In the basic Lehmann NY style dough formulation, including the versions posted earlier in this thread by both Art and me, the oil is mandatory but the sugar is optional.
Not too long ago, I asked Tom Lehmann about the use of sugar and oil in his NY style dough formulation and his answer is quoted in Reply 7 at http://www.pizzamaking.com/forum/index.php/topic,7489.msg64438.html#msg64438
. As noted in that reply, it is possible to omit the oil, as is frequently done by pizza operators for certain NY style doughs. Although not mentioned in Tom's reply, oil also helps to improve the rheology (flow characteristics) of the dough by coating the strands of gluten. This improves the extensibility of the dough.
Tom Lehmann usually only specifies sugar in his NY style dough formutation when the dough is to be held beyond a couple or few days. That is to make sure that the yeast is adequately fed over that time period and that there is sufficient residual sugar in the dough at the time of baking to contribute to crust coloration. However, if the pizza is baked before about two days, the sugar in the dough at that stage can lead to premature browning, or even burning, of the bottom crust when the pizza is baked on a very hot surface, such as the stone surface of a deck oven. Also, there may be a deeper crust coloration overall because of the higher levels of sugar at this stage because the yeast hasn't yet consumed a good part of that sugar. If you would like to see an example of this phenomenon, look at Reply 45 at http://www.pizzamaking.com/forum/index.php/topic,6758.msg63672.html#msg63672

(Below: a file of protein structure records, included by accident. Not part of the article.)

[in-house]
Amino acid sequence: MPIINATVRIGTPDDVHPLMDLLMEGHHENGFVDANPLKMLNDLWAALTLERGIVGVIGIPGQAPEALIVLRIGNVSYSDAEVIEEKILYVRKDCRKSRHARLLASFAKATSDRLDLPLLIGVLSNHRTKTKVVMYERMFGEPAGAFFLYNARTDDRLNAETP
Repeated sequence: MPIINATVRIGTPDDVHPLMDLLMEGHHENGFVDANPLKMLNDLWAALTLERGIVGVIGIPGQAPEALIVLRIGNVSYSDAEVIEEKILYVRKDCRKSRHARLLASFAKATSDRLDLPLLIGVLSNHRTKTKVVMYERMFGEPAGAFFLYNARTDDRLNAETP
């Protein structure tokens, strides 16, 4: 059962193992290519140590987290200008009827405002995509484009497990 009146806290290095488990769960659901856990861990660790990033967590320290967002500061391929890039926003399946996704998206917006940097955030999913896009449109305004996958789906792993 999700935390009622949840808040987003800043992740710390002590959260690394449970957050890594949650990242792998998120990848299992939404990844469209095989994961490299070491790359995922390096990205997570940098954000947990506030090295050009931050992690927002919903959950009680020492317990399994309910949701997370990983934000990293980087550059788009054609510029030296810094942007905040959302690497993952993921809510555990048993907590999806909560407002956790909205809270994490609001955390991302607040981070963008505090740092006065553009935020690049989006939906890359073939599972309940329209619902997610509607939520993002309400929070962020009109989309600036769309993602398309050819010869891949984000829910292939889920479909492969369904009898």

. In that example, the dough (a Peter Reinhart American style dough) had a lot of sugar added to it (about 5.6%) together with a lot of milk, which includes lactose. Lactose is unique in that it is a milk sugar that is not used as food by the yeast yet contributes to crust coloration. Because of the very high sugar levels in that dough, I had to bake it on a pizza screen.
With all the above said, it has been my experience that using 1-2% sugar in a Lehmann dough to be baked in a standard home oven on a pizza stone is not likely to result in premature browning or burning of the bottom crust. My recollection is that Tom himself has said pretty much the same thing, as I noted at Reply 26 at http://www.pizzamaking.com/forum/index.php/topic,2797.msg28607/topicseen.html#msg28607
Your quoted "tidbit" about sugar is correct but to get a sweeter, more moist crust, you will usually have to use more than 1-2% sugar and there has to be enough total sugar in the dough unconsumed by the yeast at the time of baking to be able to taste it. When I did all my experiments with the Papa John's clone doughs, I used around 4% sugar. At that level, I could taste it in most cases. Different people have different sensitivities to sugar, so that is a factor to take into account.
In re-reading your post at Reply 27 at http://www.pizzamaking.com/forum/index.php/topic,7530.msg65287.html#msg65287
, you posed a question about getting more "tang" in the finished crust. There are many ways of achieving this result but you would have to reformulate the basic Lehmann dough formulation and dough preparation and management instructions. An example would be to use a preferment approach, such as a poolish, or a starter culture as you mentioned. Another way would be to use a very long room temperature fermentation, such as discussed at http://www.pizzamaking.com/forum/index.php/topic,7225.msg62332.html#msg62332
. In that method, the yeast would have to be increased from the stated amount because of the cooler weather this time of year.